Fri
Aug 13 2010
05:20 pm

Workers for a Smyrna company TDOT contracted for landscaping say they are being treated to horrible conditions, according to this report from the Daily News Journal. One worker, here on a work visa, was "rescued" this week by a group based in New Orleans. It's a truly grim tale - TDOT is trying to distance itself from the company's actions.

From the report:

A Mexican guest worker says a landscaping company with Tennessee state contracts and a federal stimulus loan guarantee held him and fellow workers like indentured servants, confiscating their passports and subjecting them to constant surveillance by managers who were often armed.
---
At the company housing in Smyrna, 13 or 14 people are lodged in a small house with one bathroom and no beds, Jimenez said. Workers built their own beds, he said. They each pay $100 a month rent, which is deducted from their pay.

They routinely were driven to the office at 6 a.m. and sometimes did not return until 8 p.m., but were not paid for any of the time spent waiting for assignments, going between the office and worksites or cleaning and maintaining the equipment, Jimenez said. Paychecks were often for only about 25 hours of work a week.

TDOT spokeswoman Julie Oaks said in an e-mail that most of the claims made about Vanderbilt Landscaping were outside the purview of the Transportation Department, but it was preparing to review the company’s payroll records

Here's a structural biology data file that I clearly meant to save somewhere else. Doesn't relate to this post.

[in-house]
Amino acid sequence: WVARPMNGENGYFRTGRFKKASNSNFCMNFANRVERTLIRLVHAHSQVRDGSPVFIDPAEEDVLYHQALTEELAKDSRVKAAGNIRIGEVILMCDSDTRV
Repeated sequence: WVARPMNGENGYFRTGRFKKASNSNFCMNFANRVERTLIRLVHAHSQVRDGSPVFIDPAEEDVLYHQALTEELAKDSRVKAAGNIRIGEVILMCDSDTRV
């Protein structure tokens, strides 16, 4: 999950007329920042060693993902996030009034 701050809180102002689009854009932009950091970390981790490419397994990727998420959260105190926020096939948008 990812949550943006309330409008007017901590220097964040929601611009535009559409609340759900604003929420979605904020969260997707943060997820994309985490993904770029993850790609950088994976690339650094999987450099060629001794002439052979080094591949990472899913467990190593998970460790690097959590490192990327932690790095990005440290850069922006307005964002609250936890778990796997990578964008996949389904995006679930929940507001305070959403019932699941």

Full story here.

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Bbeanster's picture

This is so sad. This kind of

This is so sad.
This kind of modern slavery goes on in many places. I've read horrific stuff about the sugar cane fields in Florida.

fischbobber's picture

Maybe I'm becoming a cynical

Maybe I'm becoming a cynical old curmudgeon in my old age, but this sort of stuff is really beginning to make me angry. These workers ARE the companies product and they treat them like used discount weed-eaters. The idea that those that sponsor wealth are worth more than those who create it is killing this nation. It's time Tennessee got rid of it's "right to minimum wage" laws and made ourselves a closed shop state. Workers have got to stand up!

michael kaplan's picture

that could be a question for

that could be a question for the next gubernatorial debate: do you favor rescinding the tennessee 'right to work (for less)' law?

fischbobber's picture

It SHOULD be a question in

It SHOULD be a question in the debate.

michael kaplan's picture

that a candidate can

that a candidate can simultaneously favor arizona's immigration laws and support tdot's contracting policies suggests that he favors the 'new slavery'. i suppose the question is: who's formulating the questions?

michael kaplan's picture

13 or 14 people are lodged in

13 or 14 people are lodged in a small house with one bathroom and no beds

it's called 'making do with less.' when state government contracts out services - and there are no safeguards built into the contract, like the guarantee of a living wage - this is what you get.

Joe P.'s picture

Nobodies

"Nobodies" by reporter John Bowe (which i did write about here) has even more grim stories of the same kind of practices in Florida and Texas and more. It reveals how such tactics have become far, far too common for US businesses.

bizgrrl's picture

TDOT spokeswoman Julie Oaks

TDOT spokeswoman Julie Oaks said in an e-mail that most of the claims made about Vanderbilt Landscaping were outside the purview of the Transportation Department,

It's great when they say this, it's not within their control. Well, sure it is. They hire the companies. They can set the criteria on who they do business.

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